Recognizing Your Resilience


We’ve all learned a ton about resilience this past year. And if you’re in Texas, this past week has probably brought some new resilience awareness into focus.

Personal, emotional, physical, and even community resilience all play into how we move on, continue, and make the most of “this one precious life” as Mary Oliver so eloquently wrote.

The resilience of a material object is its ability to return to its original shape after being compressed or stretched. But you and I are more complicated than this.

We are not like dented car bumpers that can be popped back into place with the right tools. Because everything shapes us, we never return to what we once were.

Instead, we are shape shifters; passing through grief, trauma, disappointment, and all the other human experiences life can bring, which means even on the good days, we are being shaped.


We are constantly shifting and changing and becoming something new again.

We never really “bounce back” from anything, but actually bounce through.

This is human resilience. And we are really, really good at it. Probably because we get a lot of practice! But this doesn’t mean it’s easy. Going through it is the hard part. These are the resilience training moments of our lives and they can be really tough.

Being in the middle of the hard thing can feel like you’re stuck, but the truth is, there is always motion. Even when you’re resting things are moving and shifting and changing. Even when you’re struggling, things are happeningforyou.

Some things to remember when you’re caught in resilience training AKA a hard time:

  • Notice you’re in the beginning, middle, or end of something hard/challenging.Noticing it and saying it out loud to yourself will bring it into a broader awareness. This may seem unnecessary, but it can bring some clarity to the experience and recognition of what you’re going through. How this “lands” in your body as you say or write it may even inspire movement. (Jazzercise just may have been created by some tapped in mama needing to expel some hard-things energy.)Acknowledging how you feel goes a long way toward building resilience.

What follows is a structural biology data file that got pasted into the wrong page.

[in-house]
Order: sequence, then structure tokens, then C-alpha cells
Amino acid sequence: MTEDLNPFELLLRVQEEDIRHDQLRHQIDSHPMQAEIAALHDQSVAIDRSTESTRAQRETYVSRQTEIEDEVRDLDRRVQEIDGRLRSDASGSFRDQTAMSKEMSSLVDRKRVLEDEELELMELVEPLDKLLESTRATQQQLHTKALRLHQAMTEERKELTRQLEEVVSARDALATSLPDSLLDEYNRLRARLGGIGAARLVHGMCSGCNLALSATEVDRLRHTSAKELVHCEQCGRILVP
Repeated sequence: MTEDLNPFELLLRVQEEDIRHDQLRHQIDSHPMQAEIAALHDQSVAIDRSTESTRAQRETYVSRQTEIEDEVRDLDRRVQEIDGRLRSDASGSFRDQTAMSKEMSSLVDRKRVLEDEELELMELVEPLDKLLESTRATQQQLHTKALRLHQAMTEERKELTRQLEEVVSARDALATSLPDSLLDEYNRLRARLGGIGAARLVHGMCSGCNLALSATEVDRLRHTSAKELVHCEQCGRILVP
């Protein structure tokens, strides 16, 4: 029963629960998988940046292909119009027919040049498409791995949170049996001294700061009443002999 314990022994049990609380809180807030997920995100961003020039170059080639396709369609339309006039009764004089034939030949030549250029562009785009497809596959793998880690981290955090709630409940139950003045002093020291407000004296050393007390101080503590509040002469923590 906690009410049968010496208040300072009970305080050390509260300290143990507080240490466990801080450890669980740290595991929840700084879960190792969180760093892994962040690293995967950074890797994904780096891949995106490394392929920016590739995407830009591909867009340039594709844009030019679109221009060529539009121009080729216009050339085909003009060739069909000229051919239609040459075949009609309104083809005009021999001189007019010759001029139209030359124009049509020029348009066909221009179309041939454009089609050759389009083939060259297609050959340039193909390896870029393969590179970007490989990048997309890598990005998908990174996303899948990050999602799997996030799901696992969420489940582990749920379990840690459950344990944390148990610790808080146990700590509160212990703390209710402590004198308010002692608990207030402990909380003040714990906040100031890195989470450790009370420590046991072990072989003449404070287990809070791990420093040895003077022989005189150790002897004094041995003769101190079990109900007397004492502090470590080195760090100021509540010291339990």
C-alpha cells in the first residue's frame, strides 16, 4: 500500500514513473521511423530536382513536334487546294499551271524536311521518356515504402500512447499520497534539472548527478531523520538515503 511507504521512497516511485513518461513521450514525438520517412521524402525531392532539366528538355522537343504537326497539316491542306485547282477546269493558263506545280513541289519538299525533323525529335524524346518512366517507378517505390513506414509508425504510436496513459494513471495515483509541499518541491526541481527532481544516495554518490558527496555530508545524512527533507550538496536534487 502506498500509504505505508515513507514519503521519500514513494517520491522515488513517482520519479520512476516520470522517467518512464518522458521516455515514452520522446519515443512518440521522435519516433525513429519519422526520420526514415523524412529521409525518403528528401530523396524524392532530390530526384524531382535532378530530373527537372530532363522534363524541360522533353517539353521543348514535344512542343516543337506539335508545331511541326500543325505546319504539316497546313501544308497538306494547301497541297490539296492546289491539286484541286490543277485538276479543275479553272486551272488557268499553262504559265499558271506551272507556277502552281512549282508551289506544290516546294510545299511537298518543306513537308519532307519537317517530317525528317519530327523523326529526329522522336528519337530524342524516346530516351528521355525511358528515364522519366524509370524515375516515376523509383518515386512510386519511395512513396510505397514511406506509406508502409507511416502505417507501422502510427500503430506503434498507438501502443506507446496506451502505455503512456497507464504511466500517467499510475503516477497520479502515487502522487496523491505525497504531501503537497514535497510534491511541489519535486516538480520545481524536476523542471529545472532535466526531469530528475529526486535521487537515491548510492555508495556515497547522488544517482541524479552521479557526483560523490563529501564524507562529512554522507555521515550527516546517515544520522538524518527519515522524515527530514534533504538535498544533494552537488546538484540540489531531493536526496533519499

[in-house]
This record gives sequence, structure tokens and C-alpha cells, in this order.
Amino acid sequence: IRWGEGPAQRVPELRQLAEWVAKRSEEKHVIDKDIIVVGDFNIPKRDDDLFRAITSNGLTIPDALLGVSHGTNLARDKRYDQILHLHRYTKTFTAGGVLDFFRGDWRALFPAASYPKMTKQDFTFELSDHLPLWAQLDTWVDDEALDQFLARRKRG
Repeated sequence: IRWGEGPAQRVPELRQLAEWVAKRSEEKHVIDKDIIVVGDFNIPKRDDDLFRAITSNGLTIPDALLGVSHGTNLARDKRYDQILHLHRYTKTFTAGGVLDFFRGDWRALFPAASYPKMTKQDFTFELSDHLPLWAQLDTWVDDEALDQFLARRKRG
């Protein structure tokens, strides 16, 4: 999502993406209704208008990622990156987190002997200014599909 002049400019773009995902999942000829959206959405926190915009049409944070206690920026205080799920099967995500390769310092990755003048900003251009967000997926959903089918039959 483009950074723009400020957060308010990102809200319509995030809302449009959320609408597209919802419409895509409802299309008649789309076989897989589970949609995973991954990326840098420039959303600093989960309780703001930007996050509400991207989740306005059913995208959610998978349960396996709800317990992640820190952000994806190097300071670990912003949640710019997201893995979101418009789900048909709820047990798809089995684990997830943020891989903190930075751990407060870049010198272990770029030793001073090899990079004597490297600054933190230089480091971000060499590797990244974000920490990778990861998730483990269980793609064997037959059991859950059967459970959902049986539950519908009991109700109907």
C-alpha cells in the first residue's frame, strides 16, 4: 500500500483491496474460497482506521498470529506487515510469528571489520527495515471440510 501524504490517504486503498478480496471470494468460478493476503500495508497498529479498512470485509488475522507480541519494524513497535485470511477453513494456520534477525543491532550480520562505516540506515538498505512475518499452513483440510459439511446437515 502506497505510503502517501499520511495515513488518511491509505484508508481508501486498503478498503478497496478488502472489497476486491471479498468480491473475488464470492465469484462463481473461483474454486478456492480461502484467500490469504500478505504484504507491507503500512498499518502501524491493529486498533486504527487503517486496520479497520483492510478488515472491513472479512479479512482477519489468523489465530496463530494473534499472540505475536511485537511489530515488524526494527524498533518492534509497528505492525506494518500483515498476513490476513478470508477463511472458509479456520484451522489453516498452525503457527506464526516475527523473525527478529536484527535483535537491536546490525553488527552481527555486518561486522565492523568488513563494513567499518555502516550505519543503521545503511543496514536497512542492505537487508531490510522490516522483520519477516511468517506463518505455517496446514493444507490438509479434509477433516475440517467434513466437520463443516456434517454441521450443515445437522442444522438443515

• Be mindful of the catchphrase: “I’m only given what I can handle.”Sometimes this phrase will trick us into not laying down some boundaries and in turn we carry what isn’t ours to carry. There are no extra resilience points for fighting someone else’s battle or taking on things that aren’t yours. Check in with what you’re carrying. Does it belong to you? If it does, then loop back to step 1. If it doesn’t, give yourself permission to lay it down.


  • Resist self-criticism and go for grace instead.This can be a hard one for me! I tend to lean into self-criticism, especially if it’s a “lesson” I thought I already learned. But there’s no resilience in criticism. Instead, practice grace. Grace moves us into our flexibility and strength of gaining a new perspective. Look for ways that hold and lift you up, not drag you down


  • Assign meaning to your experience.This is different than the aged motto “everything happens for a reason.” Instead, give your personal meaning to the experience. Maybe there is an aspect of yourself ready to be seen or heard. Growth can send us into a more authentic place when we pay attention to what the experience means to us. This is very personal and unique to you.


    • Give yourself breaks.Over-analyzing a situation never ever helps. If you find yourself caught up in analysis paralysis, give yourself a break. You can take breaks to soothe yourself and do things you love and enjoy if that feels like an option. Sleeping and resting are good options too. Give yourself what you need. Mindful deep breaths can really help calm a highjacked nervous system.


    • TTP: Trust the process.No matter what, it’s going to work out. Trust yourself and the process. Self- trust makes for a very sturdy foundation of resilience. Life hands us big things to get through, yet sometimes we won’t know how they change us right away. Trust can give us space to surrender.

    These tools can be applied to your relationships with friends, family, and community, too. 

    Building resilience in relationships makes them that much stronger.

    Instinctually we may want to run through the hard thing as quickly as possible. We are wired to avoid what hurts. However, we are also capable of holding more than one thing. We can hold joy and pain, grief and gratitude, pain and pleasure, at the same time. Resilience makes sure of it. We contain multitudes. We do not have to stay static in one emotion.

    How deeply we can heal and grow our resilience is determined large in part with how we treat ourselves along the way.

    Resilience, when authentically lived, is a valuable skill that pulls us to a more loving and compassionate place. Resilience makes room for more of our light to shine.

    You are resilient. Remind yourself what you’ve been through to get you here and watch your resilience grow in the warmth of appreciation.

    Your bravery, courage, strength, and willingness to keep going are worth celebrating.

    Lots of love,

    Learn More or Book a Session with Danielle Here


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